Tendonitis, tendinosis, tendinopathy, what do they all mean?

The tendons within the human body have the primary function of connecting muscles to parts of the body the muscles place a force on, typically bone. This clever design allows the bulky part of a muscle to be situated in an area of the body that won’t be too limiting. A great example of this is how the wrist is skinny relative to the rest of the arm as the major muscles lie further up the arm. This helps the hand access more areas while still being able to grip and produce force through the fingers. Another benefit is that the tendons also have the ability to absorb and store energy from some movements, and use this stored energy in the next movement, much like an elastic band.  This makes for great efficiency in movement and allows the body to move further using less energy stores. It also means that tendon tissue does not require access to the same oxygen and nutrients as muscle tissue and so as a result, we see tendons only have a limited blood supply to them.

Tendon injury

When tendons get injured, the tendon can respond in several different ways depending on the type and duration of the stress that caused the injury. At times there can be an inflammatory response, but this is not always the case. As a result, the type of healing reaction to the injury (inflammatory or non-inflammatory) is used to describe the injury. This is through the suffix attached to the word tendon. Often the root words that are used to construct these medical terms come from Latin or Greek origins and are used within many other pathologies. For example, the suffix “itis” is used when a condition involves an inflammatory response. Some common examples of this are; appendicitis (inflammation of the appendix), gastritis (inflammation of the lining of the gut), bronchitis (inflammation of the mucous membrane of the bronchial tubes).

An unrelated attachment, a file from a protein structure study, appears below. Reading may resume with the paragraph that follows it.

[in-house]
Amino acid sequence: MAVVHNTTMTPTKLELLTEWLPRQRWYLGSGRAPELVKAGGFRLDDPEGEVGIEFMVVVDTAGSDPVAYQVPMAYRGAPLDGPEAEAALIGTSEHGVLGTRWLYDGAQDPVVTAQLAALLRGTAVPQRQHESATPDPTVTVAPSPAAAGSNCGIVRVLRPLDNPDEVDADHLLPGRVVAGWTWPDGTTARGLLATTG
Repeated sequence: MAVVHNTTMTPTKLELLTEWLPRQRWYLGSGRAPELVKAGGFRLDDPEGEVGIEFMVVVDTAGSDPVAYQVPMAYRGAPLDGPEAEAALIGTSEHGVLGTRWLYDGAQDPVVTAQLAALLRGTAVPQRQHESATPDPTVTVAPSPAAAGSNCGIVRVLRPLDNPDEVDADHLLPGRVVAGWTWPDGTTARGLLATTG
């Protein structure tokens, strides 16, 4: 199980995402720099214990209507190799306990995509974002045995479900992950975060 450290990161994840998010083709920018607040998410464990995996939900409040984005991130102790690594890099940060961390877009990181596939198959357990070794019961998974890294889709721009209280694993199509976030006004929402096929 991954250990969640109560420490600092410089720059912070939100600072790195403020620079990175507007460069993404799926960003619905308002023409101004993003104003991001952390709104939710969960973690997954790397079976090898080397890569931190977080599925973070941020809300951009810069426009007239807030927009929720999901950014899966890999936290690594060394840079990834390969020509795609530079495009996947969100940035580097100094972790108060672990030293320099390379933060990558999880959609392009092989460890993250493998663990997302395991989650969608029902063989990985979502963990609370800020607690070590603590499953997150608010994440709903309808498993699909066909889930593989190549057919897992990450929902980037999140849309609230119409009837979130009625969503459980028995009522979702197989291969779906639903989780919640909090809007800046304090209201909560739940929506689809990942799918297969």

Tendonitis is therefore an injury of the tendon, where the body generates an inflammatory response to try and heal the tendon. However, tendonosis is used in presentations where there is no inflammatory response, which is often the case when tendon stress has been happening for a longer period. There are also other descriptions of tendon based issues such as tenosynovitis which describes an inflammatory response to stress on a sheath that surrounds some tendons called synovium.

Tendons behave differently to other tissue

Tendons are therefore unique in many ways to other parts of the body in how they respond to stress or injury and how they behave. Their ability to store energy and reduced need for blood supply has great advantages. However, it also places this tissue in a position where it lacks a strong blood supply to be able to adapt to new stresses and activities. New or different activities, changes in volume, footwear, equipment, speed and surfaces, all have the potential to stress tendons more than they are accustomed to, leading to an injury.

To summarise the characteristics of a tendon in how they are injured and how they behave is challenging as there is immense complexity in their behaviour. If you need some guidance regarding a tendon issue, make a booking to see one of our physiotherapists at Malvern Physiotherapy Clinic who are very experienced in managing tendon injuries.

This article is written by Mark Fotheringham, Physiotherapist.

If you would like any more information, or to book an appointment, please click the link or contact us on 9078 8434 or


Published March 1, 2021


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